30 April 2010

House on the beach anyone?




Last year we sold a lovely three bedroom, semi detached, bungalow style house by the beach on the tiny west coast bay of Kanouli at a very good price. Today I had to ask the owner to repeat himself to see if I had heard correctly today, when he said that he was prepared to reduce the price of the second house to an amazing 260,000 euros, totally finished, or 230,000 euros in its current condition, which is two thirds finished.

It has always been one of my favourite areas. A small west coast sandy bay with just a few houses around it and a short distance to some great tavernas, a few minutes drive to Agios Mattheos for shopping and RIGHT AT THE BEACH!! Usually even a piece of beachfront land is around the 300,000 euro level, so a nice house and garden, for a lot less than that is absolutely unique.
Diana

20 April 2010

Time for flowers




As Spring gets under way, the time has come to fill all the pots and borders, and where better to do it than the garden centre at Halikouna on the south-west coast.

I have to say it's not quite the same as UK garden centres - no shop for coffee and cakes, no sale of garden furniture and lavish pots and pergolas, just three large greenhouses filled with all kinds of flowers and plants. In fact you go with the intention of buying 'just a few' for pots and end up with a car full! I do seem to remember that last year we went for a few to put outside the shop and ended up with some for the shop, some for me at home, some for our Dassia office, etc. Somehow they just give you that feelgood factor!
Diana

19 April 2010

Me and my bright ideas


I've long been reading about the benefits of mulching flower beds, and after a lot of persuasion, loved-one bought a very powerful and vicious looking shredding and chipping machine. Having the gardens at two villas and our own house to look after, the idea of mulching the flower beds with a layer of garden waste sounds great - less watering, less weeding and lots of nutrition for the plants. Little did I know how hard I would have to work to produce this wonderful stuff.

On Sunday afternoon, when most normal gardeners would be gently potting up a few geraniums and petunias, yours truly was doing battle with the demon shredder. We shredded a mountain of olive tree prunings, and various other bushes which have been pruned over the last couple of months. Each branch is loaded into the hopper at the top and then the blades grab it and chop it up. The mulch comes out at the other end into a waiting crane bag, and every so often you have to shove the pile to the other end of the bag - very dusty and dirty work. I arrived home feeling like I'd been dragged through a hedge backwards, or nearly forwards into the shredder as it turns out.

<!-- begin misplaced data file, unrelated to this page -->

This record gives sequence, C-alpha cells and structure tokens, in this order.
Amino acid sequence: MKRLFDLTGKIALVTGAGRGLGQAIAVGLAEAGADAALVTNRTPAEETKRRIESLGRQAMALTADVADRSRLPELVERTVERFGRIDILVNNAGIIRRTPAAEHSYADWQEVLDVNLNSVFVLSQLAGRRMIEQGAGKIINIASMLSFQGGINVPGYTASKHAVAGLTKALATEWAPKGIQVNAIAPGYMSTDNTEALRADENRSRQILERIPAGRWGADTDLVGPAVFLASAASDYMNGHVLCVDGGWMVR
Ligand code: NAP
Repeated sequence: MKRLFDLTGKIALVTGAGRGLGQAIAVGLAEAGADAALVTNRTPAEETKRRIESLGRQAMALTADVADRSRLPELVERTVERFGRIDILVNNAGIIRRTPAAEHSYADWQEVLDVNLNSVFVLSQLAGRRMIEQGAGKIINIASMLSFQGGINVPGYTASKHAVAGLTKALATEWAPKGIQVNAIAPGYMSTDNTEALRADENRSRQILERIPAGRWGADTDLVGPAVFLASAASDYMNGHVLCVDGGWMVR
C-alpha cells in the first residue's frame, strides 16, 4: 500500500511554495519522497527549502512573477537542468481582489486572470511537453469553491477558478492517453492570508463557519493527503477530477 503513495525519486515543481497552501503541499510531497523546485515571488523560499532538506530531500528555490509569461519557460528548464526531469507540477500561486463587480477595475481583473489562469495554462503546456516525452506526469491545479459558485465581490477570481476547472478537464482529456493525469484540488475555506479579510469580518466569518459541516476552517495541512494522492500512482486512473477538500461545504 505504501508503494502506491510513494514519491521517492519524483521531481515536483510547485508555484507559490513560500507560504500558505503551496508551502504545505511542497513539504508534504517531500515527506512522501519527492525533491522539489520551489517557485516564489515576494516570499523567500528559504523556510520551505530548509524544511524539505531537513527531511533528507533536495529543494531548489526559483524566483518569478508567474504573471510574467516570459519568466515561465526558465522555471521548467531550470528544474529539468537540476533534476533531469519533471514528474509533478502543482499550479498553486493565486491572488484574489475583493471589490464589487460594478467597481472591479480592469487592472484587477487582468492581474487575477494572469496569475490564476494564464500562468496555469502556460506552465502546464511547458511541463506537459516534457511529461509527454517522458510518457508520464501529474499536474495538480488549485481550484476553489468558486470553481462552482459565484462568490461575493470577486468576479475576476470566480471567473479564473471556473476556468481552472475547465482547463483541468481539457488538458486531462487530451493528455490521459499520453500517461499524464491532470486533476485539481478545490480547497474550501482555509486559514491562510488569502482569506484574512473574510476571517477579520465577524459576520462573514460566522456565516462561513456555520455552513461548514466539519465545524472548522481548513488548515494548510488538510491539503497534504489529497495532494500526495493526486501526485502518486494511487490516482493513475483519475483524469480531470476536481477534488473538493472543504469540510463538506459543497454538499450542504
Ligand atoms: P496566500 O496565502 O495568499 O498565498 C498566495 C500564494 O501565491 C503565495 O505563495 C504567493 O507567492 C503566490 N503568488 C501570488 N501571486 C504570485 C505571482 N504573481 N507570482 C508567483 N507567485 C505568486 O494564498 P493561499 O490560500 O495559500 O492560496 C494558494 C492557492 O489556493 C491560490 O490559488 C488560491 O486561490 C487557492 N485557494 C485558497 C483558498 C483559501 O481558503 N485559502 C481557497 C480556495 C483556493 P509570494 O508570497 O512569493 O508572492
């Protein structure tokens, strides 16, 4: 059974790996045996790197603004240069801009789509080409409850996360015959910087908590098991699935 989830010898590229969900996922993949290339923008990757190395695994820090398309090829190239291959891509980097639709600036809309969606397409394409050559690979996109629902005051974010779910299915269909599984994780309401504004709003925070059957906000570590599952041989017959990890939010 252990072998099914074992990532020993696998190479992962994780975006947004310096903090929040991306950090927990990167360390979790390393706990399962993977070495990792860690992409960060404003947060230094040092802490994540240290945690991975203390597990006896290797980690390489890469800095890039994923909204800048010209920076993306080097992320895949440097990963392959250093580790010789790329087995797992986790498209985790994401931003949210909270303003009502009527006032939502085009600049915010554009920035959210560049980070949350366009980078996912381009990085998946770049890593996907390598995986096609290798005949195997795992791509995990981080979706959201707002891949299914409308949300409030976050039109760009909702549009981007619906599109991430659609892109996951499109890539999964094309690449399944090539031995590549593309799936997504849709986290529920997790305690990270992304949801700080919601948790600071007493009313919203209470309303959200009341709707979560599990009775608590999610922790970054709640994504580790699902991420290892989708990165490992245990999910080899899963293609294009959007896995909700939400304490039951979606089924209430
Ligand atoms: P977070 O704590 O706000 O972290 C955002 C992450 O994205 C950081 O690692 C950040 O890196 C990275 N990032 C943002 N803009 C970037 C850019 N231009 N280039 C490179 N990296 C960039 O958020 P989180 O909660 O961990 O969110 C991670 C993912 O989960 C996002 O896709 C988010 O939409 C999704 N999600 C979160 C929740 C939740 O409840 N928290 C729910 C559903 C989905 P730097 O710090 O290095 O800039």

Today I begin spreading the mulch over my newly weeded beds - watch this space for through the summer progress reports.
Sarah

Judas Trees




This year the Judas Trees gave us a lovely display in the week leading up to Easter. They are the beautiful bright pink trees which have blossom on their bare stems. Once the flowers finish, the round shaped bright green leaves appear, and later on a pea-shaped seed pod.

This photo was taken last week on the road leading into Kassiopi, to be re-named "Judas Avenue".
Sarah

13 April 2010

Work force in Greece! No wonder we've gone bankrupt.




The following email joke is circulating, which I have attempted to translate below.

Searching for the causes of the present problems and coming to the conclusion that the government has not yet started to work...
along comes an email explaining everything!

SO WHO IS WORKING?

For some years I have tried to find out why I feel tired, and have blamed lack of sleep. Now, however, I've discovered the real reason... I am tired because I am working far too hard!

The population of this country is 11,000,000

5,100,000 are pensioners or infants - that leaves us 5,900,000 to work.

Of those, 3,000,000 are studying (Junior School up to Postgrad) - so there are 2,900,000 left to work.

Of those, 800,000 are in the army (either professionally or doing national service) - so that leaves us 2,100,000 to work.

Take away the 1,500,000 civil servants - leaving 600,000 to work.

If you think that at any given time there are 188,000 in hospital - that leaves us 412,000 to work

There are also 358,998 in prison - leaving us 58,002 to work

So if you also consider that there are 58,000 registered unemployed - fairly obviously there are only 2 people to do the work.

You and me.

And you are wasting time reading emails!